Why are terahertz frequencies so useful?


Electromagnetic radiation at terahertz frequencies has far less energy than electromagnetic radiation at higher frequencies (for example, x-rays). 

The energy of electromagnetic radiation is described by the following equation:

                                                                                     E = hf 
where E  is the energy of the photon, f is its frequency and h is Planck's constant

The energy of terahertz waves is too low to knock the electrons from atoms, i.e. they do not have the potential to ionise materials, and therefore won't damage living tissue. This makes them very attractive for medical uses, but also for security application, such as scanning airline passengers.

Higher resolution than other safe wavelengths

Electromagnetic radiation across the spectrum can be used to produce images. X-rays are a familiar example. The level of detail of an image will depend on the wavelength of the electromagnetic radiation being used. The smaller the wavelength, the better the resolution. Terahertz waves may not have the same level of resolving power as x-rays or visible light, but they are better than using microwaves or radio waves. It isn't always desirable to use ultra-violet or x-rays because they are hazardous to living cells. Visible light cannot be used to image in all circumstances (for example if the item being imaged is covered in something that is opaque to visible light). Which leads on to another important aspect of terahertz radiation...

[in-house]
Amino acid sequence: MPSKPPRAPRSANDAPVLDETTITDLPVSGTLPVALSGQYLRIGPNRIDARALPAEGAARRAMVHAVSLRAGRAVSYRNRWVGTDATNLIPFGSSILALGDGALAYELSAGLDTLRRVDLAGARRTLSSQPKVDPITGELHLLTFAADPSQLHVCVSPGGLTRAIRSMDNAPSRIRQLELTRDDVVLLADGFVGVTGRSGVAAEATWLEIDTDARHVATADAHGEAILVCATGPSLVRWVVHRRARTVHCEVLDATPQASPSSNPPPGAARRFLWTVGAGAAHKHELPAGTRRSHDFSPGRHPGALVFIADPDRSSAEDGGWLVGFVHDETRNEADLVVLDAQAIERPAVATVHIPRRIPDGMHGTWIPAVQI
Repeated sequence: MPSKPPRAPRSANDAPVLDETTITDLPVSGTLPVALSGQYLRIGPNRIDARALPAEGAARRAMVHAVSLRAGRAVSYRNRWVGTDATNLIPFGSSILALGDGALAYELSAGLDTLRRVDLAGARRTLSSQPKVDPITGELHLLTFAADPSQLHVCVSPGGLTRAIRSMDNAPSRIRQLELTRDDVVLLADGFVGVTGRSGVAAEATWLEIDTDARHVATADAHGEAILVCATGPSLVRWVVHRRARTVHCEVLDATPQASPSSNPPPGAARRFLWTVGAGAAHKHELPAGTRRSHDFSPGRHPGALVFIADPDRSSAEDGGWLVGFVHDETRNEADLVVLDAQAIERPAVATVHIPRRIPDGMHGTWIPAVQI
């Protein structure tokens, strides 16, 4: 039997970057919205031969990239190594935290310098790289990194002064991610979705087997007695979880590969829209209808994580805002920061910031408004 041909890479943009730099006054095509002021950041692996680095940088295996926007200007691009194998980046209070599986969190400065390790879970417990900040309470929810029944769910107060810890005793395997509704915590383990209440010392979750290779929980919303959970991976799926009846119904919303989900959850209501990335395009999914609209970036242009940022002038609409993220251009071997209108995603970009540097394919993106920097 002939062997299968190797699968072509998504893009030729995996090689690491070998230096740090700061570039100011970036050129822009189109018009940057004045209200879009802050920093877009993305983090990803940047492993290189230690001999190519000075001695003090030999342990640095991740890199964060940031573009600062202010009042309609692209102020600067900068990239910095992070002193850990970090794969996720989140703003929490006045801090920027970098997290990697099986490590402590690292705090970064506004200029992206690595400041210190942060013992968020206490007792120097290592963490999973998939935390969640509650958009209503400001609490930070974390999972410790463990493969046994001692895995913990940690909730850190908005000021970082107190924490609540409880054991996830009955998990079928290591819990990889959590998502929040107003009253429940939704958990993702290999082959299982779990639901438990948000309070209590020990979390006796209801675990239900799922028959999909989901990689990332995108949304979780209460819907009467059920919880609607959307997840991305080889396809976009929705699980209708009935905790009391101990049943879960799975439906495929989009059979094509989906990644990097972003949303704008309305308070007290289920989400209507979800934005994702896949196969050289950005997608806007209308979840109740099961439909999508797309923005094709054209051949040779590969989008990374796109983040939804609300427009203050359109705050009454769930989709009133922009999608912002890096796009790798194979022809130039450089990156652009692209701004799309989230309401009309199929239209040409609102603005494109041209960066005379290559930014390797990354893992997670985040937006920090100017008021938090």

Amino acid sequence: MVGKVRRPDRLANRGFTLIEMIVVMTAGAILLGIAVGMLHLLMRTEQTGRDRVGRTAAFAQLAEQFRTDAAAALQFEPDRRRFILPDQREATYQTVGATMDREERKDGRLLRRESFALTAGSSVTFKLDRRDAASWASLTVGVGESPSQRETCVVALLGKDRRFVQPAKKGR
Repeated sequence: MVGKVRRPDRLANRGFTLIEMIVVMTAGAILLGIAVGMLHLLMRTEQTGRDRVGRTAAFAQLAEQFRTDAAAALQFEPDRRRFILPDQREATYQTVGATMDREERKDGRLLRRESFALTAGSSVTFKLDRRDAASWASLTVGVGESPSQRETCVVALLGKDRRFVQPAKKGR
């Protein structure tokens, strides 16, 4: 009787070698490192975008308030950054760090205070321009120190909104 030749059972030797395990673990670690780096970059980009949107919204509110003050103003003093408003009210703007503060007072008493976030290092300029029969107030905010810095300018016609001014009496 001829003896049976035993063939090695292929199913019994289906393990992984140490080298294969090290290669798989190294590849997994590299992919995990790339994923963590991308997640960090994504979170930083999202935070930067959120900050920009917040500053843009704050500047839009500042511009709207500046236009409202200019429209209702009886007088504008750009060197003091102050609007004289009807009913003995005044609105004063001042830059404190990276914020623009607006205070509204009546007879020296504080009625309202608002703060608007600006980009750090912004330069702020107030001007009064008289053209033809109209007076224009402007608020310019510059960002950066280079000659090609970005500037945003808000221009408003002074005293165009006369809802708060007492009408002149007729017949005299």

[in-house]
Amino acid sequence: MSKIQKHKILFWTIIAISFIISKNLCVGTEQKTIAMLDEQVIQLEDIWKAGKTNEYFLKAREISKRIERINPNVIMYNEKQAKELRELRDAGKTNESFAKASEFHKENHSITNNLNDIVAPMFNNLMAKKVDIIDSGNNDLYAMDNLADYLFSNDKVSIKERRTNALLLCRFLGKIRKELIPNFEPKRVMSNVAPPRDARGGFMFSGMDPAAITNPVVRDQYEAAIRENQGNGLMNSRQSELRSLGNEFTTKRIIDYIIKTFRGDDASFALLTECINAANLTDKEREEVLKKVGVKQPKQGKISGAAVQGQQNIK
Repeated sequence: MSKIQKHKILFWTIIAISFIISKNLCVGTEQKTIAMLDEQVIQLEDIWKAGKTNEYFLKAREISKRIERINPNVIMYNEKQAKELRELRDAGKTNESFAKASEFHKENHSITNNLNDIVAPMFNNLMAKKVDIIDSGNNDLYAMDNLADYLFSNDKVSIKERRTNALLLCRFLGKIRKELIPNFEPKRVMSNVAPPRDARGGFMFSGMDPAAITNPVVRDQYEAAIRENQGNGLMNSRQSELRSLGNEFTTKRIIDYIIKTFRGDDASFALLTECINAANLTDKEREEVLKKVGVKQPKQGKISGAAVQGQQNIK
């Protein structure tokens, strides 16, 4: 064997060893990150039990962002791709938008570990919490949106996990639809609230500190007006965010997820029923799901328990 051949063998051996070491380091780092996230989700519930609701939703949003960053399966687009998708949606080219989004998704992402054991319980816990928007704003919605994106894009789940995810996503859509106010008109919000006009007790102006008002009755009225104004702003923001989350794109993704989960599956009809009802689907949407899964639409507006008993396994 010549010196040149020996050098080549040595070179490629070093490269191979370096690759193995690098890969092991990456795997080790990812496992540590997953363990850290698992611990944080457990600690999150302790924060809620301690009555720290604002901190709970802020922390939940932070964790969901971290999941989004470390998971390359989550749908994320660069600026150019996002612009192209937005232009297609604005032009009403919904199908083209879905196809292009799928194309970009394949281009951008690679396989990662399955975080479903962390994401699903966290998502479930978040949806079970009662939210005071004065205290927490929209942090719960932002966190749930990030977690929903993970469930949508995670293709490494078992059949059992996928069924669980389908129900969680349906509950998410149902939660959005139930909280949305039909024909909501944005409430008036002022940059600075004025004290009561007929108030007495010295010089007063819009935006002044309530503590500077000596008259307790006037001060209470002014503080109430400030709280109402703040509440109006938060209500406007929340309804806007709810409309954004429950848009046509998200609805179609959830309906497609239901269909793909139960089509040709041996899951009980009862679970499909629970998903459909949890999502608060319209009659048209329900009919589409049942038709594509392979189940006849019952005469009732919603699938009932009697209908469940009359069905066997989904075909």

Many common materials are transparent to terahertz radiation

Many materials that are opaque to visible light are transparent to terahertz radiation, including many textiles, paper and cardboard.  This opens up a potential for security applications, for example, as terahertz radiation could scan people for concealed weapons without using damaging x-rays. This technology is already in use in some airports including Schipol in the Netherlands.

Terahertz wavelengths correspond with the behaviour of many organic and biological molecules

Terahertz waves span a section of the electromagnetic spectrum at which many molecules emit and absorb radiation. Molecules have a distinct chemical "fingerprint" as a result of the particular wavelengths of electromagnetic radiation that they absorb and emit. This can be used in a technique called spectroscopy to identify substances. Concealed plastic explosives could be identified by this technique, or a patient's breath analysed.

Band-width and data transfer

The terahertz segment of the electromagnetic spectrum offers huge potential for high data transmission rates.  Data rates are constrained by the available bandwidth, and the terahertz frequencies offer wide bandwidths in an uncrowded part of the electromagnetic spectrum.